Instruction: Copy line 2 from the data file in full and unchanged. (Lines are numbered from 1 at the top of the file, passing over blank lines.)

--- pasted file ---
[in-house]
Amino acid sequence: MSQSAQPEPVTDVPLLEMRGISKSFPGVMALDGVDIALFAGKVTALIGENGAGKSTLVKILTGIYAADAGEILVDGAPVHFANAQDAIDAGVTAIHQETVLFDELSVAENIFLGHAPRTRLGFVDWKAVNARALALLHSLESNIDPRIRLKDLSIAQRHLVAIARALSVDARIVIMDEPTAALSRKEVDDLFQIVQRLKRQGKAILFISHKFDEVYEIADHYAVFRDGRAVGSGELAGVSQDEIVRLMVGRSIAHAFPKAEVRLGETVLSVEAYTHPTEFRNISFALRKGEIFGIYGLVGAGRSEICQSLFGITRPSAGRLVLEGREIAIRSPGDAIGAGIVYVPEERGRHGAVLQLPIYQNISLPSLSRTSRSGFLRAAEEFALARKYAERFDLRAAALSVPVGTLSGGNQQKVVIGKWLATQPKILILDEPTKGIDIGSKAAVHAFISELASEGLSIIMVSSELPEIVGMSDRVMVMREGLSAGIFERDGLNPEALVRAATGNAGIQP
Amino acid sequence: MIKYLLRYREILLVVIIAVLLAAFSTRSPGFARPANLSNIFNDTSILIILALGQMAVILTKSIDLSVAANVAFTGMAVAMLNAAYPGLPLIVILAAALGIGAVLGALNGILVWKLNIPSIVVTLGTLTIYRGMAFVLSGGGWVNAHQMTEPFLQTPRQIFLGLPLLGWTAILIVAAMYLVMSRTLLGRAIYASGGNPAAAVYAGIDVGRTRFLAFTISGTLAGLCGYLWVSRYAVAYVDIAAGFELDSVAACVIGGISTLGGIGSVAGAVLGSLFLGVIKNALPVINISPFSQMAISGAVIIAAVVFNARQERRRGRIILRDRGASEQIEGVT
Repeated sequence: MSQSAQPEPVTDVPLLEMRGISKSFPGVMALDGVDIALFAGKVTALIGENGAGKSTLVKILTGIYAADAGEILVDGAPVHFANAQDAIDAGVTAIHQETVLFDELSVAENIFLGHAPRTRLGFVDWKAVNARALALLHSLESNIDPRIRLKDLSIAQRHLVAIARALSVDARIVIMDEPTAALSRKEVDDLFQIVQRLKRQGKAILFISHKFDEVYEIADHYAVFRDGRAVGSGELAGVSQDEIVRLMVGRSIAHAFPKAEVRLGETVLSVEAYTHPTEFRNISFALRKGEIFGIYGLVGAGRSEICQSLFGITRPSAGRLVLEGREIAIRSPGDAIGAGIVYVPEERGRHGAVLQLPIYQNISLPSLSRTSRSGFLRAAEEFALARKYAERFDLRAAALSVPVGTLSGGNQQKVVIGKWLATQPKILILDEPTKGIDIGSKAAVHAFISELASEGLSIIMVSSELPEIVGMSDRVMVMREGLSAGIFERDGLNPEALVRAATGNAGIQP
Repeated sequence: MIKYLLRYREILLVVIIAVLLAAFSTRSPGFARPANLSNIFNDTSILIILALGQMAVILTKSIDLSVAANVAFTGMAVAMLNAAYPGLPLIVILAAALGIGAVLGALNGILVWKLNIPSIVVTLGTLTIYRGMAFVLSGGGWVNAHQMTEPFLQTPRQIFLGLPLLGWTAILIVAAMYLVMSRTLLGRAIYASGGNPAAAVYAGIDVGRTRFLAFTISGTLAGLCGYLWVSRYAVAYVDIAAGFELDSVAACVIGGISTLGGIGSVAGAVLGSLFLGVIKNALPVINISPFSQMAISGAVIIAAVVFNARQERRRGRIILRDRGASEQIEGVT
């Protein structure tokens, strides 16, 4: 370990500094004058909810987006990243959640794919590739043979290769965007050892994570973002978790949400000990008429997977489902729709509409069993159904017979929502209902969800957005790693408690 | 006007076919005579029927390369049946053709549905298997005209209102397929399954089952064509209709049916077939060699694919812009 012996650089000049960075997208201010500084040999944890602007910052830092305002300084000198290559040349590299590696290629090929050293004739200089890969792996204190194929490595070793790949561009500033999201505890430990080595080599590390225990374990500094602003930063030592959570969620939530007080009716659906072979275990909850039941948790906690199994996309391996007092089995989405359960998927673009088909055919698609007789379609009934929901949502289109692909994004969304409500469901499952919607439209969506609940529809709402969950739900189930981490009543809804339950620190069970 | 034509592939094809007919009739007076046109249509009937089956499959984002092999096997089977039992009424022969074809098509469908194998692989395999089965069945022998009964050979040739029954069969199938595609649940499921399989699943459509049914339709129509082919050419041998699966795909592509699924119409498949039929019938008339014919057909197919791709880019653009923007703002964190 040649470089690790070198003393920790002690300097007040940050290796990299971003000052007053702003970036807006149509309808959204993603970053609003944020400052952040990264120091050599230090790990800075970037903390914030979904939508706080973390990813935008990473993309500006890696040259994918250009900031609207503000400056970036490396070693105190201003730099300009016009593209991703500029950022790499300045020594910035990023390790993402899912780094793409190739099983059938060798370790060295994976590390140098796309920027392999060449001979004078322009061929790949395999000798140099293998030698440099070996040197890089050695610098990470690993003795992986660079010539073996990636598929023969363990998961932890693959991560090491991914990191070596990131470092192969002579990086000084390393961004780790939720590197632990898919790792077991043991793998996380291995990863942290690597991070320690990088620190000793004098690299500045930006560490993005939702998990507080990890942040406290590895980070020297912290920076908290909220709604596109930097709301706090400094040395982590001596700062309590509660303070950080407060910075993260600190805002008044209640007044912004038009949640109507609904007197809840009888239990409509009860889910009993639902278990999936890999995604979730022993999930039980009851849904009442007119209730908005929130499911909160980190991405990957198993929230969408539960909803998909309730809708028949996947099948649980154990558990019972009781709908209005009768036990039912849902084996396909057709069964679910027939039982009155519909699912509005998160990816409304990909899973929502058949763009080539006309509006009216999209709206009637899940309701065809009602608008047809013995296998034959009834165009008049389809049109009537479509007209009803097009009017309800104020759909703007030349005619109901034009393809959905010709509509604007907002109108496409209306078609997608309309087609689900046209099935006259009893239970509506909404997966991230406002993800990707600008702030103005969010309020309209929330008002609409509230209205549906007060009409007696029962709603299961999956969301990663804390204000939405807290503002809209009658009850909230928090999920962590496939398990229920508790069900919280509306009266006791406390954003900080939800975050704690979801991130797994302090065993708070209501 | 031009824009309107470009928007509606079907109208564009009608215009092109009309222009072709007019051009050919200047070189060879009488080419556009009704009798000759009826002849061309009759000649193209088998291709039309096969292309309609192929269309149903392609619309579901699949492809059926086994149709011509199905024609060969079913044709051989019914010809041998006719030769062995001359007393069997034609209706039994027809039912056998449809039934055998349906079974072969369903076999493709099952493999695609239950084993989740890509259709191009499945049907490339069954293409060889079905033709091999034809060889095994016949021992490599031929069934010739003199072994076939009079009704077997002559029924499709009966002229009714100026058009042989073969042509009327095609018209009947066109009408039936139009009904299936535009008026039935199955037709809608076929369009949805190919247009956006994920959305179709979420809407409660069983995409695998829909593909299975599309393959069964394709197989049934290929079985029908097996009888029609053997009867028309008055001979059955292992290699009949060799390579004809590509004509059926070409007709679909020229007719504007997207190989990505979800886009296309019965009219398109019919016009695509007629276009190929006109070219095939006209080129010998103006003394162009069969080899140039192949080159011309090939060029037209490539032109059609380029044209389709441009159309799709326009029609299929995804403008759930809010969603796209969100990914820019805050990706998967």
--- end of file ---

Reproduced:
Amino acid sequence: MSQSAQPEPVTDVPLLEMRGISKSFPGVMALDGVDIALFAGKVTALIGENGAGKSTLVKILTGIYAADAGEILVDGAPVHFANAQDAIDAGVTAIHQETVLFDELSVAENIFLGHAPRTRLGFVDWKAVNARALALLHSLESNIDPRIRLKDLSIAQRHLVAIARALSVDARIVIMDEPTAALSRKEVDDLFQIVQRLKRQGKAILFISHKFDEVYEIADHYAVFRDGRAVGSGELAGVSQDEIVRLMVGRSIAHAFPKAEVRLGETVLSVEAYTHPTEFRNISFALRKGEIFGIYGLVGAGRSEICQSLFGITRPSAGRLVLEGREIAIRSPGDAIGAGIVYVPEERGRHGAVLQLPIYQNISLPSLSRTSRSGFLRAAEEFALARKYAERFDLRAAALSVPVGTLSGGNQQKVVIGKWLATQPKILILDEPTKGIDIGSKAAVHAFISELASEGLSIIMVSSELPEIVGMSDRVMVMREGLSAGIFERDGLNPEALVRAATGNAGIQP